As the journal of the global derivatives industry, Risk has an important role to play in commending those institutions that have made risk management an integral part of their day-to-day business.
Until recently, the vast majority of our coverage of firms that fit this particular description would have been confined to the largest banking institutions. But that is changing, as risk management – whether it is market, credit or operational risk – becomes part of the fabric of most major corporations, whatever field they operate in.
In this month’s Risk, we profile three such corporations in detail. Each has its own particular challenges to meet and each has come up with a different solution, but what links all three is the top-level focus on managing the risks inherent in their businesses. Most major companies have embraced risk management, with some appointing chief risk officers, setting out defined risk management strategies and putting in risk management systems.
Few, however, have taken this as far as Kansas-based Koch Industries. There are few more complex corporations, and its business is exposed to some of the most volatile markets – such as energy, commodities, and pulp and paper.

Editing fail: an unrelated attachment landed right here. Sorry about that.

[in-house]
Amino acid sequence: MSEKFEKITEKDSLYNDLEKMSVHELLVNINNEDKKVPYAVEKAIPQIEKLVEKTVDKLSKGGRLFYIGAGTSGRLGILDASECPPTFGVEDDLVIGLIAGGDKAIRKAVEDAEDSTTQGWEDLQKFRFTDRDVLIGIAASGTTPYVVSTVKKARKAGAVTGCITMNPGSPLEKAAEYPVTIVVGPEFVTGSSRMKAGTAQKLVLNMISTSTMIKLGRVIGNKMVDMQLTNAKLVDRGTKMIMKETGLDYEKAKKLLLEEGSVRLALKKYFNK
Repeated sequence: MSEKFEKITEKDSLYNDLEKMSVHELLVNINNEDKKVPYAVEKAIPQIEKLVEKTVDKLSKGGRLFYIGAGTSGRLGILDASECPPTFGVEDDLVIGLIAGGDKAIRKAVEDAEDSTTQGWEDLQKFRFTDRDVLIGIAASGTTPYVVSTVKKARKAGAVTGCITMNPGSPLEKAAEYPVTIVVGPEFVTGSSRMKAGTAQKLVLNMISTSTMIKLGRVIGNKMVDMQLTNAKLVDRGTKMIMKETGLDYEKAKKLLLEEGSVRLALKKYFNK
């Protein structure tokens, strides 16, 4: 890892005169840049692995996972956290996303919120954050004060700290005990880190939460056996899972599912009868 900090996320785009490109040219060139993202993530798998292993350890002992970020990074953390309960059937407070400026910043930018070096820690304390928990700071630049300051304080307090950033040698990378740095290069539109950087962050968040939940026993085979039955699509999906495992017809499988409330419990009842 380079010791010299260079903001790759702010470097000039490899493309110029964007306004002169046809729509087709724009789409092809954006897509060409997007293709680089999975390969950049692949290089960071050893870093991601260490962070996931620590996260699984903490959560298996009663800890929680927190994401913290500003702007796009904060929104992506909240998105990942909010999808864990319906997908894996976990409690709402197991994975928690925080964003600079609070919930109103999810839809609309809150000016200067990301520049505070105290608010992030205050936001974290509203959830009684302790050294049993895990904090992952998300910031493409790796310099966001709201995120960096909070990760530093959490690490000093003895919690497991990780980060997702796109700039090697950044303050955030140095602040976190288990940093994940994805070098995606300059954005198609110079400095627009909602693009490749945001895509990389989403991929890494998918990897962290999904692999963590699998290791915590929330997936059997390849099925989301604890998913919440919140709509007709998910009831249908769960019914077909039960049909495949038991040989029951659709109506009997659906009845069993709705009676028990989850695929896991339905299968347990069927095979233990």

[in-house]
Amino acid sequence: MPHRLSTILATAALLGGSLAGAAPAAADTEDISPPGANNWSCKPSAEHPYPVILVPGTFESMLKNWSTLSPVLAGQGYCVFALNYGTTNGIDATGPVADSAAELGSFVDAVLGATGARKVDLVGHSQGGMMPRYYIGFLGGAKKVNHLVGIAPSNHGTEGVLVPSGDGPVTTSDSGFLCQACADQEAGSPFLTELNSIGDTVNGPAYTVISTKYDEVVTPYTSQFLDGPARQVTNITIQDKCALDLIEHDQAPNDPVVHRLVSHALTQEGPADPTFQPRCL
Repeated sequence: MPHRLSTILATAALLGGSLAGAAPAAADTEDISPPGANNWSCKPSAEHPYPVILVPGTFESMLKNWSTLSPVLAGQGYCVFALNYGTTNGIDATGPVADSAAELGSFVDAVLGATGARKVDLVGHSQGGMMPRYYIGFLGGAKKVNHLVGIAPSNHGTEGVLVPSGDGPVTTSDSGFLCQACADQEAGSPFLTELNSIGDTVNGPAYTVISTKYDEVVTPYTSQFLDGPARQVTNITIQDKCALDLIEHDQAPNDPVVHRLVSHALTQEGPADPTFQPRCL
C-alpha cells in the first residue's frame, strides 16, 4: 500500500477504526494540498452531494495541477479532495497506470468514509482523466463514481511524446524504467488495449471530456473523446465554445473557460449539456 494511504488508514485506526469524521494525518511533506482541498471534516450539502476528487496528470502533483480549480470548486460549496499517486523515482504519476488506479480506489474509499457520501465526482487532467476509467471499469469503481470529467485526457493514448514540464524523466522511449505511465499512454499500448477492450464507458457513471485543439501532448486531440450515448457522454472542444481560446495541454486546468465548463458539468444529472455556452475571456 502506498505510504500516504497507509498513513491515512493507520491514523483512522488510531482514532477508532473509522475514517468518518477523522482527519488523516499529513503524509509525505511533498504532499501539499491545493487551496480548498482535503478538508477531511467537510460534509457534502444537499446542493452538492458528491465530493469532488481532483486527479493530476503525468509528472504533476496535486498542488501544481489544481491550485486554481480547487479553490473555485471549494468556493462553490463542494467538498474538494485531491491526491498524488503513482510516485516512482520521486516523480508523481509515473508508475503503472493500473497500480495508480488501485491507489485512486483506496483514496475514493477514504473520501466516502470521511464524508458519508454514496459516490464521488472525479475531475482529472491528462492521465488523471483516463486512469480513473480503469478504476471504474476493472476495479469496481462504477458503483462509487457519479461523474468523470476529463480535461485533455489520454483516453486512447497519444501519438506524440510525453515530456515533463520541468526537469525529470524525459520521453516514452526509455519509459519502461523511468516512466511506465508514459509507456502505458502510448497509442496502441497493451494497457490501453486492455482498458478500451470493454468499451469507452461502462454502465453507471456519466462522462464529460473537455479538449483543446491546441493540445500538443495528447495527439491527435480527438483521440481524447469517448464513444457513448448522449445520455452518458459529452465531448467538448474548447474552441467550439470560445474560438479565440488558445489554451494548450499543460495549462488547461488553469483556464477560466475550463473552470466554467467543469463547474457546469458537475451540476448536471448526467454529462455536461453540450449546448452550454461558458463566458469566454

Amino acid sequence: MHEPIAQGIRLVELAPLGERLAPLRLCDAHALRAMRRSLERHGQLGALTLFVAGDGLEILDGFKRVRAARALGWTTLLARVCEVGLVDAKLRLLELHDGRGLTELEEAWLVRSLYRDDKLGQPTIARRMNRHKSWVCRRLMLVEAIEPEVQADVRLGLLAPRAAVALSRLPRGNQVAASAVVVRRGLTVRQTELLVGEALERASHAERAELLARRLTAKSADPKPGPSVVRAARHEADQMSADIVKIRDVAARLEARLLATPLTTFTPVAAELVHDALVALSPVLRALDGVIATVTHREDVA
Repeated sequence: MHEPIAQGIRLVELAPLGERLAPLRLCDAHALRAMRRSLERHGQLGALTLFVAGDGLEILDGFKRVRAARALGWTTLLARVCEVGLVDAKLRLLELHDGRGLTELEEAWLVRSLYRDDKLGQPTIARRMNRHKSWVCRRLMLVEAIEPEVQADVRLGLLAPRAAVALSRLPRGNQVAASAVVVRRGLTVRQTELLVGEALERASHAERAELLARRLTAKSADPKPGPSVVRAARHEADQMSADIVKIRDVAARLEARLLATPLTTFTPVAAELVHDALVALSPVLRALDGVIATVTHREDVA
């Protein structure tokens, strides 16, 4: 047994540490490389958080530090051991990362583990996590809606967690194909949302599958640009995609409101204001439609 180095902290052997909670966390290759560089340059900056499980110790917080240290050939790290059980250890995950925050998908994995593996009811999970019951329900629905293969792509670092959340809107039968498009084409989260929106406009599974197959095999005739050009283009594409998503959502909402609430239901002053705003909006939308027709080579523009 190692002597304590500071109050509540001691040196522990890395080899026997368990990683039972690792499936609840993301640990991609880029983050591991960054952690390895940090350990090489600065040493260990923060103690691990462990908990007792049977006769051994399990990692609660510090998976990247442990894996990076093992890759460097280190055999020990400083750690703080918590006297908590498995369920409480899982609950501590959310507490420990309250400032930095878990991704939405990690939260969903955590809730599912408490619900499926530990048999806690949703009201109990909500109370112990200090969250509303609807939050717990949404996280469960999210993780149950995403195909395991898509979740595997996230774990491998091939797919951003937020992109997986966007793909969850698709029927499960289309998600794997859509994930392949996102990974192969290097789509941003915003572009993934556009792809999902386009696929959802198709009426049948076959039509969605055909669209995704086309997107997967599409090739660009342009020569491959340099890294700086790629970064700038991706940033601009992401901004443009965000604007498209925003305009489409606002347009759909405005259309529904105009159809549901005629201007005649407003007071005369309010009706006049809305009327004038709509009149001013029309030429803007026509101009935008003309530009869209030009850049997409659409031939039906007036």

But as our profile of Koch’s team on page 52 demonstrates, Koch has placed risk management at the heart of its business strategy. It uses risk analysis to inform many of its major strategic
decisions, with a positive benefit for its results. It is now extending the use of its firm-wide risk management system to areas such as merger and acquisition decisions, proprietary trading, asset and liability management, and liquidity analysis.
Owning a number of the world’s best-known brands is a huge bonus for a company, but selling these products across the globe places a particular challenge in terms of managing risk. That is the situation facing UK-based premium drinks firm Diageo.
Its risk managers have taken the controversial decision to trade the cost of hedging its dollar exposures in favour of an increase in earnings volatility. This could, of course, be as much in anticipation of a strengthening in the dollar as it is a strategic decision.
Where Diageo excels, however, is in the management of the numerous business risks in its portfolio of brands – from sitting on stocks of premium whisky for a decade or more before it can be sold to ensuring rigorous reporting lines for operational issues. We profile Diageo on page 55.
Meanwhile, in an increasingly competitive industry, American Express Financial Advisors has sought to stay ahead of the competition by reinvigorating the risk management process in its family of mutual funds, as we report on page 48.
And while we’re handing out accolades, it is appropriate to mention the profoundly beneficial effect the introduction of a market standard credit default swap index has had on the global high-yield market. We look at the changes in detail in our cover story on page 44.